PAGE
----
Which brings us to the vaccine non-roll-out, being just the latest in a long line of bureaucratic/political failures which commenced with the ‘Ruby Princess’ debacle for which, of course, nobody has been held responsible, and nobody has resigned. Nothing. In fact, as with most of the all too common political/bureaucratic disasters befalling Australia in recent times, we are told it has all been a great success. Self-deception is never a good place from which to start dealing with problems.
The willingness of the Australian population to throw centuries of being at the leading edge of developing the fragile experiment of liberal democracy out the window at the drop of a hat has been astounding – and deeply depressing.
Knuckle down. Hand over your personal details. Tell the authorities about that next door neighbour who seemed to have too many people in their home on the weekend. Where are you from? Do you live here? Where were you eating last night? Really? 1930s Germany? No, modern Australia. This is not the country in which I grew-up in the 1960s and 70s. It has become a bureaucratised nanny state where government interferes daily in our lives, prying into all we do and encouraging its citizens to become snitches.
Anyone who raises concerns about the extent of the removal of a our civil liberties receives the neanderlithic response of ‘well, if you have nothing to hide….’. Sadly, it is becoming all too clear that these ‘temporary’ removals of civil liberties – to enter and leave a restaurant or pub at will without ‘checking-in’, the right to travel freely – even when trying to return to one’s homeland – and many others, will be permanent. The gradual change in tone from ‘containment’, to ‘eradication’, to ‘vaccination’, to…..’stay locked-in forever’, is the slow steady path to authoritarianism. It is nothing less.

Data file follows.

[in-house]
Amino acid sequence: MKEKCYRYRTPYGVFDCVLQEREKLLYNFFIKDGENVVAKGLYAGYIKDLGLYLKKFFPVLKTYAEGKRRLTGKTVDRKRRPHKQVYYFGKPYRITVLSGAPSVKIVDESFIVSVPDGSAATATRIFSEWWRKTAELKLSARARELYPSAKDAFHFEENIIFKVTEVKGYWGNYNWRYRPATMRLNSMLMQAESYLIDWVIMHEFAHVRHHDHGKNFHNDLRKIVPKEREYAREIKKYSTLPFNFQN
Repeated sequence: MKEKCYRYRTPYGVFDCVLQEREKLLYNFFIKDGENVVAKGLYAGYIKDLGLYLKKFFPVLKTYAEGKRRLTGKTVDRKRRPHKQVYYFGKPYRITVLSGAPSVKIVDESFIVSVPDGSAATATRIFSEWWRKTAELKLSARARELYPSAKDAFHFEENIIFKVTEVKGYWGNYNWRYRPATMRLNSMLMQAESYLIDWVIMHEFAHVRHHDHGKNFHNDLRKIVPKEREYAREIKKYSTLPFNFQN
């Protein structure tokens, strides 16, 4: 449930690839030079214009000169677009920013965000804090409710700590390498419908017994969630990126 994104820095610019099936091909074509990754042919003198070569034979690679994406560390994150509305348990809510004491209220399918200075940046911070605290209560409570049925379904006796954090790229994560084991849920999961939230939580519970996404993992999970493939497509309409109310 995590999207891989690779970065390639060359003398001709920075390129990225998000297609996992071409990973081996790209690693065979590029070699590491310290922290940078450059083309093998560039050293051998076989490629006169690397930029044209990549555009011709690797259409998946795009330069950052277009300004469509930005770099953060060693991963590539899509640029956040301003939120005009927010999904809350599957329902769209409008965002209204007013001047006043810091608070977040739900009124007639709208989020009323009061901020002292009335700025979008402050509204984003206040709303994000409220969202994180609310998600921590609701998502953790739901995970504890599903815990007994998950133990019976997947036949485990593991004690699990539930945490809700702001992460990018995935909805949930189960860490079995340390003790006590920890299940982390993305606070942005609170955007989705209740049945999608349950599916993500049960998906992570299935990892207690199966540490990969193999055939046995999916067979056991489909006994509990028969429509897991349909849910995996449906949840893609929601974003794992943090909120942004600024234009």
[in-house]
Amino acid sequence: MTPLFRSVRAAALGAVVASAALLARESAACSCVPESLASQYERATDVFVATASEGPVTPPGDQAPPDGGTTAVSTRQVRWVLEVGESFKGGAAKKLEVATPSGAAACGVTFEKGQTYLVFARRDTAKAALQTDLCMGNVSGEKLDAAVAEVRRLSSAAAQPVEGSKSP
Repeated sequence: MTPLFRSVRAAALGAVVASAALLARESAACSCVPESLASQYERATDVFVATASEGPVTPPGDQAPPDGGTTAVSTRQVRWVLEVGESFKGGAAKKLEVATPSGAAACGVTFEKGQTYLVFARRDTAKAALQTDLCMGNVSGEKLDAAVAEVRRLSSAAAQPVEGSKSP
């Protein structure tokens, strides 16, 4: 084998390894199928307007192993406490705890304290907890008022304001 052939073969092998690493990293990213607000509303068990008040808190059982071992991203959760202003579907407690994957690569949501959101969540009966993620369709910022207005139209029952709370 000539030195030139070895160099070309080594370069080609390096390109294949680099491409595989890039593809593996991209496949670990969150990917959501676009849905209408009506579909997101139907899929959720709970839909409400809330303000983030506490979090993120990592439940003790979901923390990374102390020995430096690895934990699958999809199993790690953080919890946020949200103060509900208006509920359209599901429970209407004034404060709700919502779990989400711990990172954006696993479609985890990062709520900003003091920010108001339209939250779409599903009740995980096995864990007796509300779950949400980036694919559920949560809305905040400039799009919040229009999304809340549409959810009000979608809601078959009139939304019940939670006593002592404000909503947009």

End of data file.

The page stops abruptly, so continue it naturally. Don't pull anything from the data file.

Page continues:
The economy is another element of the ‘Australia is the envy of the world’ propaganda. The Australian economy is not healthy, despite claims made in ministerial press releases, the banking industry and the Reserve Bank. The only thing keeping the economy going, after the collapse of the mass immigration and foreign student ponzi schemes, is the momentum created by the mass socialisation of society by way of handouts to every man and his dog – even to the likes of Gerry Harvey’s family. Harvey Norman – ‘funded by the Australian taxpayer’. Seriously? Well, it is so easy to spend other people’s money isn’t it – and in the case of Gerry and Solly Lew, and other business leaders, so easy to accept it, isn’t it? The real price to be paid for this act of reckless irresponsibility by the current crop of federal politicians will be government playing an even greater role in the life of every business and every citizen. After all, if you accept what the piper pays….
Any Liberal or National Party voter who agrees with what the Coalition Government did by embarking upon the greatest spending event by any federal government in our history should hang their head in shame. The complete right of centre project of balanced budgets and responsible spending was thrown out the window in an instant – an instant. It is highly unlikely that the massive debts of the federal government and the state governments will ever be repaid.
The relationship between the state and the individual has changed forever in Australia – and it is not a change for the better. It is not a change which any Coalition government should have ever considered, let alone enacted. One wonders what Coalition politicians and advisors were thinking when they commenced this mass spending spree to financial destruction. Even from a purely political point of view, they wiped out at one stroke their age-old points of difference with the ALP and the Greens – better management and better financial control. Now, it would appear, the competition is about who can spend more – and control more.